190

I am trying to place two divs side by side and using the following CSS for it.

#left {
  float: left;
  width: 65%;
  overflow: hidden;
}

#right {
  overflow: hidden;
}

The HTML is simple, two left and right div in a wrapper div.

<div id="wrapper">
  <div id="left">Left side div</div>
  <div id="right">Right side div</div>
</div>

I have tried so many times to search for a better way on StackOverflow and other sites too, But couldn't find the exact help.

So, the code works fine at first glance. Problem is this, that the left div gets padding/margin automatically as I increase width in (%). So, at 65% width, the left div is having some padding or margin and is not perfectly aligned with the right div, I tried to padding/margin 0 but no luck. Secondly, If I zoom in the page, the right div slides below the left div, Its like not fluid display.

Note: I am sorry, I have searched a lot. This question has been asked many times but those answers aren't helping me. I have explained what the problem is in my case.

I hope there is a fix for that.

Thank you.

EDIT: Sorry, me HTML problem, There were two "box" divs in both left and right sides, They had padding in %, So left side showed more padding because of greater width. Sorry, The above CSS works perfect, its fluid display and fixed, Sorry for asking the wrong question...

  • 1
    There were two box divs? What's a box div? This question is not clear. – john ktejik Oct 31 '14 at 18:17
225

Fiddle

Try a system like this instead:

HTML:

<section class="container">
    <div class="one"></div>
    <div class="two"></div>
</section>

CSS:

.container {
    width: 80%;
    height: 200px;
    background: aqua;
    margin: auto;
    padding: 10px;
}
.one {
    width: 15%;
    height: 200px;
    background: red;
    float: left;
}
.two {
    margin-left: 15%;
    height: 200px;
    background: black;
}

You only need to float one div if you use margin-left on the other equal to the first div's width. This will work no matter what the zoom and will not have sub-pixel problems.

  • It is not helping, the zooming thing is fixed now, it says fixed, but the right div is now slided down and fixed at that position – Waleed Jun 20 '13 at 15:51
  • You probably messed something up, check your code, or tell me the link to the jsFiddle and ill look at it. – dezman Jun 20 '13 at 15:55
  • aww man, I am sorry. The divs were already fixed by my above CSS which I gave, its just the "box" divs in both left and right side, had padding and margin in %, because right div was short thats why, It had enqual padding and margins. Sorry... – Waleed Jun 20 '13 at 15:56
175

This is easy with a flexbox:

#wrapper {
  display: flex;
}

#left {
  flex: 0 0 65%;
}

#right {
  flex: 1;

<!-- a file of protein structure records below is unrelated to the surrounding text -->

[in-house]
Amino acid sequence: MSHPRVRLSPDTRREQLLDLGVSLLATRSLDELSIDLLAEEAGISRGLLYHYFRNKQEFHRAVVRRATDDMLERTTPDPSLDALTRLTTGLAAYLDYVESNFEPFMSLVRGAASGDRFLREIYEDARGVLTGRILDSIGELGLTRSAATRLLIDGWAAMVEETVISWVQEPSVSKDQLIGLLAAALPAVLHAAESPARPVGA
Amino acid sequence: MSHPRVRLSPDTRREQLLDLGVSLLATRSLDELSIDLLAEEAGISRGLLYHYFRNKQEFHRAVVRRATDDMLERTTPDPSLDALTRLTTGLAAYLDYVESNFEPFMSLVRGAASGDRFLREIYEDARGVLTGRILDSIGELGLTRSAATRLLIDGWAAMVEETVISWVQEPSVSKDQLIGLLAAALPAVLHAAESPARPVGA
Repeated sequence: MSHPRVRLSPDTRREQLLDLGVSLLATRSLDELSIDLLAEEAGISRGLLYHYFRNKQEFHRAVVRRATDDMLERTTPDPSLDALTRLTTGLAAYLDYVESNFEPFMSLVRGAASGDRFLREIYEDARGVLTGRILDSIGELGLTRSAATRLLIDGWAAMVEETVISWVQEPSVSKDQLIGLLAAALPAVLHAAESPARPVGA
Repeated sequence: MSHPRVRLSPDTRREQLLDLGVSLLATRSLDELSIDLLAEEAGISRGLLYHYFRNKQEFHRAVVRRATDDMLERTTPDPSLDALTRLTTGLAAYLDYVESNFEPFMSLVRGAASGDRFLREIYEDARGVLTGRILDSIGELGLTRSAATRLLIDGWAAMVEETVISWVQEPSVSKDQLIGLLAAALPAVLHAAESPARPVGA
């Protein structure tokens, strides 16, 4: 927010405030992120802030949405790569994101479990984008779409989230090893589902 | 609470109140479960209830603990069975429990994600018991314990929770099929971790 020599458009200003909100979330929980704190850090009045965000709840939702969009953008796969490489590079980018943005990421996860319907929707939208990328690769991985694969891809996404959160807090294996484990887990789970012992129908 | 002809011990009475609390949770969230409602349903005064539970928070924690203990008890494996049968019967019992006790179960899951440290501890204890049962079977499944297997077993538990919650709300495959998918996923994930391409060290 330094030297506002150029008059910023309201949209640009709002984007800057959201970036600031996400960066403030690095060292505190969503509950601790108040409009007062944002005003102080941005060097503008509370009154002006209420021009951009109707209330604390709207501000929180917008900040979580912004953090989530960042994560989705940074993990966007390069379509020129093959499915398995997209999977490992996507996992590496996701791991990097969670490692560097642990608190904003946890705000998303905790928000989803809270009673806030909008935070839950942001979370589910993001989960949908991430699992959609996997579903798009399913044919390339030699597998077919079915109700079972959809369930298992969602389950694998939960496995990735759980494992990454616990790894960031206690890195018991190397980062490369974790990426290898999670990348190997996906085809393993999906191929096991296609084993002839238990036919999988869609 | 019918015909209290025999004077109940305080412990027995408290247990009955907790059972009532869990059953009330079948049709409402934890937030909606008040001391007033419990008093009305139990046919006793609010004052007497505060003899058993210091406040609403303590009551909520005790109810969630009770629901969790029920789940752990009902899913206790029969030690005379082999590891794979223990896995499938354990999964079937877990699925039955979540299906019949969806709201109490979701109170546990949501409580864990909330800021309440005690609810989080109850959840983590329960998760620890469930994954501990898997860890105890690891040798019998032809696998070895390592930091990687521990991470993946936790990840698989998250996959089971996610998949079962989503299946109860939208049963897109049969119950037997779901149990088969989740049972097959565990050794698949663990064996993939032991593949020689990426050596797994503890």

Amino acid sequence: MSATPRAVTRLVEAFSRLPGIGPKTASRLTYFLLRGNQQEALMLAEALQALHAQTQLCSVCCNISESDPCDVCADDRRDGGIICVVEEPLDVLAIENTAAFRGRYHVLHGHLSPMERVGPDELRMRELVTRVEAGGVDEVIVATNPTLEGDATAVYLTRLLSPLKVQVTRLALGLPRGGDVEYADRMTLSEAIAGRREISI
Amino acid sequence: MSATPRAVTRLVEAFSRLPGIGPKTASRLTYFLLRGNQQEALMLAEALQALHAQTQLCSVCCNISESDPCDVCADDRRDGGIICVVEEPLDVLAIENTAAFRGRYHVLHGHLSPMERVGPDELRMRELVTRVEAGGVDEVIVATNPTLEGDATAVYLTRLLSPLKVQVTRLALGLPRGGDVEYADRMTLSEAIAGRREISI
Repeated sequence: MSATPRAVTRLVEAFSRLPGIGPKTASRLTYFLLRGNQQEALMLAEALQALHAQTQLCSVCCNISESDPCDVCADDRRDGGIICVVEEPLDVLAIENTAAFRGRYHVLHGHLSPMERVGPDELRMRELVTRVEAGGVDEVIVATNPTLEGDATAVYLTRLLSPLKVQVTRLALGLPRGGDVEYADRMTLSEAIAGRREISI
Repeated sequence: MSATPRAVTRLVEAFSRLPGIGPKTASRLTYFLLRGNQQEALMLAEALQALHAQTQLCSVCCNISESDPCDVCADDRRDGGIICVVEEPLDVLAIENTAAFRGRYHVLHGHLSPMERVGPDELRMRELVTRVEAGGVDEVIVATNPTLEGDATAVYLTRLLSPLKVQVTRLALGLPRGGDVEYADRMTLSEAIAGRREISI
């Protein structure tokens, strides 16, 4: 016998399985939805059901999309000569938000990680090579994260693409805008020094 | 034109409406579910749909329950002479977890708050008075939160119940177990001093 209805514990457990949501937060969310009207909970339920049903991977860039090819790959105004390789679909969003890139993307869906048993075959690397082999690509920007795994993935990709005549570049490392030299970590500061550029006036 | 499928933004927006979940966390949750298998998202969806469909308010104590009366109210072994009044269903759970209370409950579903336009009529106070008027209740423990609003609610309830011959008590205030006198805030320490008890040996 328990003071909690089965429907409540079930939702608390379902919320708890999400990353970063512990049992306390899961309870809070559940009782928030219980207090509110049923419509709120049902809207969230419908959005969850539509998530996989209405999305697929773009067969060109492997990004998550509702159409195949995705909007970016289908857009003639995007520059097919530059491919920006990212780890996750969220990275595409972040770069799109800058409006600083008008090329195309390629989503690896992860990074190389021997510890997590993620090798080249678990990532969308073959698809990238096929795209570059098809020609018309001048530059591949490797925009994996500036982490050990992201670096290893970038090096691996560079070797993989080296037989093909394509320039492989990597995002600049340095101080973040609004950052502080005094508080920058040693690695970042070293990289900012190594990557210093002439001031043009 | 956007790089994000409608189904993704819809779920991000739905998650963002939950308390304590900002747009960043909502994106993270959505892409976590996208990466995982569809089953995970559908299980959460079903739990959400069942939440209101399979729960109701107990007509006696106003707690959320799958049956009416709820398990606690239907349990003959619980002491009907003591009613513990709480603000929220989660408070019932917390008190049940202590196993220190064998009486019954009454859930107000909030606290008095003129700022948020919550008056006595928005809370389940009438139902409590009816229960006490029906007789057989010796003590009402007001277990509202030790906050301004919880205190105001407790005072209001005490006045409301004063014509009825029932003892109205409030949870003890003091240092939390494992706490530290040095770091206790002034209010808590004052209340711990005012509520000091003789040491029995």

}
<div id="wrapper">
  <div id="left">Left side div</div>
  <div id="right">Right side div</div>
</div>

  • 3
    Nice, flexbox is definitely the way to go – Julian Soro Dec 28 '15 at 1:38
  • 3
    According to this site, flex should work on 94% of browsers. caniuse.com/#search=flex – Adrian May 16 '16 at 12:19
  • 6
    @JoostS isn't that 94% of the different browsers available (as in it always works on chrome, Mozilla, IE etc etc), not that it works 94% of the time regardless of browser? – Joe Jul 24 '16 at 11:54
  • 4
    Currently it stands at 97+%. Basically, I'd say if you don't need to target IE8, go with flexbox, in this case and others. Flexbox solutions are almost always more elegant and easier to reason about. – Alan Thomas Jan 19 '17 at 21:27
  • 4
    If you have an existing website, don't ever go by browser share, look at your own traffic logs. On most of my sites, IE8 accounts for only about 0.01% of traffic. However...I have seen specific sites where the audience is users in corporations, government, or non-profit organizations using a lot of legacy software, and then old IE browser usage can be surprisingly high. – cazort Aug 23 '17 at 14:53
89

Using this CSS for my current site. It works perfect!

#sides{
margin:0;
}
#left{
float:left;
width:75%;
overflow:hidden;
}
#right{
float:left;
width:25%;
overflow:hidden;
} 
  • 6
    float:left; is very important on #right. – Xdg Oct 19 '14 at 10:35
  • 46
    Glad to hear you found and accepted your own answer, but what is #sides? It's not in your original question. – JMD Jan 12 '15 at 17:55
  • 2
    Using float:left on the both child (#right) will kill the height of parent div (#wrapper). So this solution depends on the requirement . Better to give float on one child only.(#left in your case) – Rahul Gandhi Apr 6 '16 at 17:23
6

Here's my answer for those that are Googling:

CSS:

.column {
    float: left;
    width: 50%;
}

/* Clear floats after the columns */
.container:after {
    content: "";
    display: table;
    clear: both;
}

Here's the HTML:

<div class="container">
    <div class="column"></div>
    <div class="column"></div>
</div>

Your Answer

By clicking “Post Your Answer”, you agree to our terms of service, privacy policy and cookie policy

Not the answer you're looking for? Browse other questions tagged or ask your own question.